‘People love stories’

Vinaya Patil
Monday, 16 April 2018

Sports nutritionist-turned-writer Hemali Ajmera tells us how the Indian youth turning to literature once again is a healthy sign

A sports nutritionist by profession, Hemali Ajmera began writing by making several contributions to the field of nutrition. Having worked as a nutritionist for a fitness magazine, she began pursuing creative writing only three years ago when she joined an online group of international authors called The Story Mint. “This group consists of published authors as well as newbies. You write chapters for a serial which is started by one author.

After the preface has been written, each author signs up for one chapter. Then the story begins. It is a difficult yet very fulfilling writing exercise because you have to carry forward the story from the previous authors, maintaining the tone, structure, grammar, language and plot line. The entire story must seem as if written by a single author. The other authors then post their comments, suggestions and remarks on the chapter written.”

Ajmera’s short story The Forgotten Queen was published in one such anthology titled Memories & Mirages. “It is a mythological fiction based on the life of Karna’s wife, Vrushali. I have received very good reviews for this story and hence am currently working on expanding this story into a full-fledged novel by conducting relevant research. I am also working on an initial draft for a ‘slice-of-life’ genre novel where the teenage protagonist describes her experiences of living and growing up in a chawl in Mumbai and how it shapes her outlook and personality.”

Ajmera, who doesn’t believe in sticking to a particular genre or topic, writes about whatever interests her. “I like to tell a good story, no matter what the genre is because I believe people love stories, especially when they are well told,” she says.

Speaking of the reading culture among the youth, Ajmera says that while youngsters are criticised for their internet-driven writing skills, somewhere along the way, “our youth began to realise that just speaking effectively is not enough; it is important to know how to write effectively as well. We live in a marketing world. You have to sell yourself well to make a good impression. Good communication skills are the key players. And writing is one of them. It is a very potent and effective way of expressing your ideas, thoughts and perspectives.”

With a lot of people turning towards creative writing, not everyone is good. “When you write, what matters is how you connect with the reader on a personal level. It is important to take the reader with you on a journey such that he or she feels like a co-passenger on the ride and not like an outsider,” she insists.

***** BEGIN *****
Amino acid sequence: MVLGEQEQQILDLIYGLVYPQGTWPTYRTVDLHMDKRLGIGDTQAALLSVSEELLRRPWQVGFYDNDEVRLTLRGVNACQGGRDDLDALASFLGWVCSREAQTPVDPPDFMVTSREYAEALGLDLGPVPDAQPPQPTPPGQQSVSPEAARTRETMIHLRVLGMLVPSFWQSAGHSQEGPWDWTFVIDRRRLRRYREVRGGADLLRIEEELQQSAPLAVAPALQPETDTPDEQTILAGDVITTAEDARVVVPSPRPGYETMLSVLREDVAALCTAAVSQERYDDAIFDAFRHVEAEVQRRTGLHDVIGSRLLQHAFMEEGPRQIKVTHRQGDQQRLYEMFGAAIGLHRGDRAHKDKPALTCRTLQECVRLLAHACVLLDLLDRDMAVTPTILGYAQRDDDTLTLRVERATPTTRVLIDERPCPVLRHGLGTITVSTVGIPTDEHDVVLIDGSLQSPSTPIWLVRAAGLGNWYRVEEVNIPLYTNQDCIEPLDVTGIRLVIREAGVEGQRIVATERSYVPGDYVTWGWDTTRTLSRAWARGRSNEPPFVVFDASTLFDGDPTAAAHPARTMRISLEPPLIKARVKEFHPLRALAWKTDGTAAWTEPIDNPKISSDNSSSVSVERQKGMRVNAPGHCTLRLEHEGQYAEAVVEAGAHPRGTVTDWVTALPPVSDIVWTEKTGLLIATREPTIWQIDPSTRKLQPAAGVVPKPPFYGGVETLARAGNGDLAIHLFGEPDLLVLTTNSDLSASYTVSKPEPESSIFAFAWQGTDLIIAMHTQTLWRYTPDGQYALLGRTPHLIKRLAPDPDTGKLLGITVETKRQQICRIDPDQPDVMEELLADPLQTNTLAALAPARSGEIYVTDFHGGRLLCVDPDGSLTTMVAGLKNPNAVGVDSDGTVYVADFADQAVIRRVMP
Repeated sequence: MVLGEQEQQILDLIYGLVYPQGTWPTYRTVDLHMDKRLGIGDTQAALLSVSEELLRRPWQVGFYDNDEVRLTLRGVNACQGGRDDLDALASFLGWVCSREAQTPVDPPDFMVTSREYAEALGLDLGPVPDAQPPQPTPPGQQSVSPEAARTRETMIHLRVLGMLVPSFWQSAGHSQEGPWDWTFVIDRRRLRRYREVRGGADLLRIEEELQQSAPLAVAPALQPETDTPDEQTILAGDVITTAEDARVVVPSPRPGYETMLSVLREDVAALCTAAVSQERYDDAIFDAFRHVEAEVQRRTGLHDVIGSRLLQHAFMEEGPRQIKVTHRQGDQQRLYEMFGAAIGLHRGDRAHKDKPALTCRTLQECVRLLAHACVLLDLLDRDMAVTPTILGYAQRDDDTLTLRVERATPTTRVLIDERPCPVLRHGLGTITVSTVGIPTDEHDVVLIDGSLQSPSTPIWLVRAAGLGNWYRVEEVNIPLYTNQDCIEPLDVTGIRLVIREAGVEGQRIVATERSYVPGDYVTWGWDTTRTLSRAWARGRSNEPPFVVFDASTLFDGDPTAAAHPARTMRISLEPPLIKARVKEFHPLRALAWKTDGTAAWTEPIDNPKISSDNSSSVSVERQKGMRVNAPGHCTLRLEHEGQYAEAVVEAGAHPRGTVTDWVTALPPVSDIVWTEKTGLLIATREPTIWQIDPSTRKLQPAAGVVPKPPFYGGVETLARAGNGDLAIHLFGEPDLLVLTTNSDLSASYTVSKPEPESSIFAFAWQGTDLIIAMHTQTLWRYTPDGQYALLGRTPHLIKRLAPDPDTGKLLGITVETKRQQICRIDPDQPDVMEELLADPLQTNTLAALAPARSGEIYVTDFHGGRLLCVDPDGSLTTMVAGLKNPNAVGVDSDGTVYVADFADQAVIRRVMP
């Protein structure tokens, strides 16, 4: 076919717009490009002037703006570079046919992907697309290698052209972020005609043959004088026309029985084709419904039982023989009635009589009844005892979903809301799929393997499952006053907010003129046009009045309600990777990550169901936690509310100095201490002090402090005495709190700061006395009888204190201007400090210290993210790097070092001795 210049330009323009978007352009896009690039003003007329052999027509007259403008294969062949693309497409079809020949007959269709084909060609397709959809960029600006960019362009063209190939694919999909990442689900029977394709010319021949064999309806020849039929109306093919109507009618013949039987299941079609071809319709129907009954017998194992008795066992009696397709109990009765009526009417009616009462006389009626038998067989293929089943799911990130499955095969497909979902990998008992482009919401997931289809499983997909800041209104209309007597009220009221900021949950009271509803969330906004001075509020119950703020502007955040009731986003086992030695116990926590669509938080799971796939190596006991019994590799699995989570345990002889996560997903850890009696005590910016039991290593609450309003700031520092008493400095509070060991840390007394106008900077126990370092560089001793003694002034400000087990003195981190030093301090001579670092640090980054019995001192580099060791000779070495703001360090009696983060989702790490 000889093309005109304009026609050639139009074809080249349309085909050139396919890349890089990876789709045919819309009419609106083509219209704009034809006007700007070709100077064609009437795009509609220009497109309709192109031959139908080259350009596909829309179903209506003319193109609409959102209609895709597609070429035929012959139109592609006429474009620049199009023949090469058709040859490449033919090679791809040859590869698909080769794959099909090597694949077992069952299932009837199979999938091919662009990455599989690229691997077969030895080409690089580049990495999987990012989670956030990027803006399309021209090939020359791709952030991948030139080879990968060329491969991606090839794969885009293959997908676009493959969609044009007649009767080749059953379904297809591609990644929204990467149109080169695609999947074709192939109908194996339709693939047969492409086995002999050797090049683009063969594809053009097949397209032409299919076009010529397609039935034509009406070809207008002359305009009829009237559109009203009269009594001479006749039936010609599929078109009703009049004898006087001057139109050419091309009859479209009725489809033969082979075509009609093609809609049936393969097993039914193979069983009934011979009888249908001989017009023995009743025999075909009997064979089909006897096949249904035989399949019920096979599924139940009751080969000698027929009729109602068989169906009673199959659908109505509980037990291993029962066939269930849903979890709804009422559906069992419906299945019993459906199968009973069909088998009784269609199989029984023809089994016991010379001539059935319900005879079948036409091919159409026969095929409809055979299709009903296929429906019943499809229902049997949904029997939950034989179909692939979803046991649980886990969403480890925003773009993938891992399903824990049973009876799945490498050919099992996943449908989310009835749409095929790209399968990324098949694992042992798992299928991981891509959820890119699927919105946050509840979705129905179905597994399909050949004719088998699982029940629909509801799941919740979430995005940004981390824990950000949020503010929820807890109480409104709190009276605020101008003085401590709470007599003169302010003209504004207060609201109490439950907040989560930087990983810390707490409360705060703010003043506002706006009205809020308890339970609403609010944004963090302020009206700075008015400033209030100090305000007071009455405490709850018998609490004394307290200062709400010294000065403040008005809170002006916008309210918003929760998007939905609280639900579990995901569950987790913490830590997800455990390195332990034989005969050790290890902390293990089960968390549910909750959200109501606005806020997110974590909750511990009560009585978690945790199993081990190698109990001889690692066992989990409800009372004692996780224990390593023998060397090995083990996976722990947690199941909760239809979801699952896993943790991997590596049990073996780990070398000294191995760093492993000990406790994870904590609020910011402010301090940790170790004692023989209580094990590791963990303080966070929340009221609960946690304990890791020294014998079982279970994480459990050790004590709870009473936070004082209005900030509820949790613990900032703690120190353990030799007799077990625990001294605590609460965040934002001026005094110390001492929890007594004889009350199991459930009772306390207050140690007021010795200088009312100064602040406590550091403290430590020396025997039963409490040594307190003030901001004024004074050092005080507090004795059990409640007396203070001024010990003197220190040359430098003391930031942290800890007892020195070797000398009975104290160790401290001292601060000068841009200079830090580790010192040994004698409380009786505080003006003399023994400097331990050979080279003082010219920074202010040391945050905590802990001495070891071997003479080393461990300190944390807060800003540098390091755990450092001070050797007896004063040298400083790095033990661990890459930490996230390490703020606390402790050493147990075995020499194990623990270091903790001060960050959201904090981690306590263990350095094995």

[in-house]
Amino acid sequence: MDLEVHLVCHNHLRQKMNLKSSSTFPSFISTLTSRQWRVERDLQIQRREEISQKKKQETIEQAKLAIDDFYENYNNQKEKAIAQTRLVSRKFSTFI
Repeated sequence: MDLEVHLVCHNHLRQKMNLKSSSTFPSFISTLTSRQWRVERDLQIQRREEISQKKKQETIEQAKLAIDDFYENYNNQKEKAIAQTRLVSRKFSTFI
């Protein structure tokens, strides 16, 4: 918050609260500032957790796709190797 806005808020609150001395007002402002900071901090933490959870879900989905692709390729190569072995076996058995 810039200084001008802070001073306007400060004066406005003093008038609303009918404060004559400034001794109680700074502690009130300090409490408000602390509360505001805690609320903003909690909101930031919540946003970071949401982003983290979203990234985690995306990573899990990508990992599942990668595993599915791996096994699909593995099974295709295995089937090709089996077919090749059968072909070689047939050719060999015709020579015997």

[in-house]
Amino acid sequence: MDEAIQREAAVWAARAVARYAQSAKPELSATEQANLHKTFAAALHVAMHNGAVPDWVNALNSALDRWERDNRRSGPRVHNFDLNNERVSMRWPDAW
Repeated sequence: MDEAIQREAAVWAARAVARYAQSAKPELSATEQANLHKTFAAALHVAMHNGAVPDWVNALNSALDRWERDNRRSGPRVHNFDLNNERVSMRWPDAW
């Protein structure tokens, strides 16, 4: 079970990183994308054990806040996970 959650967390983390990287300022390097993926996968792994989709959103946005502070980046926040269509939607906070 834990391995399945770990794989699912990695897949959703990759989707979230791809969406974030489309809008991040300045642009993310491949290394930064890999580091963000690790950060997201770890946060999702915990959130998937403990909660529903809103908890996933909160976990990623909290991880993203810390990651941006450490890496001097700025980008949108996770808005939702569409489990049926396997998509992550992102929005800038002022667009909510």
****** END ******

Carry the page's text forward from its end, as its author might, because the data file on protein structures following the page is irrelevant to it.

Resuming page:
The last few years have seen a surge in creativity among Indian writers. “But these are just a handful. It is difficult to be recognised for your work alone, unless there are other forces working in sync with your creative output — good reviews, good promotions and good marketing. You have to be seen at the right place, at the right time,” she says of the publishing scene in India today.

Is contemporary Indian English literature growing then? “Yes, Indian English literature is growing exponentially, thanks to our authors. Also, books are more accessible now in e-book form. Authors too are more accessible. More people are taking up reading and writing which is a healthy sign. The exclusivity that some Indian authors enjoyed a few decades ago is long gone,” she says.

The frequency of litfests and other literary events also helps. “Our literary horizons are expanding and so is our appetite for good literature. This is true not only of English literature but regional literature too. What is important is that people keep reading and authors keep weaving stories,” she says.

Speaking of the role gender plays in her writing, Ajmera says that it has nothing do with a literary piece. “Writing is all about expressing your thoughts, knowledge, perceptions and beliefs. Some people do it well, some don’t. Some leave a deeper imprint than others. So men can be just as good as women in this kind of understanding and vice-versa. There are some wonderful male authors such as Khaled Hosseni who are emotive, empathetic and handle sensitive issues with great finesse,” she says, adding, “I see myself as just a writer, not a male or female. When I write something, it’s not from a woman’s perspective. I like my stories to follow a logical path.”

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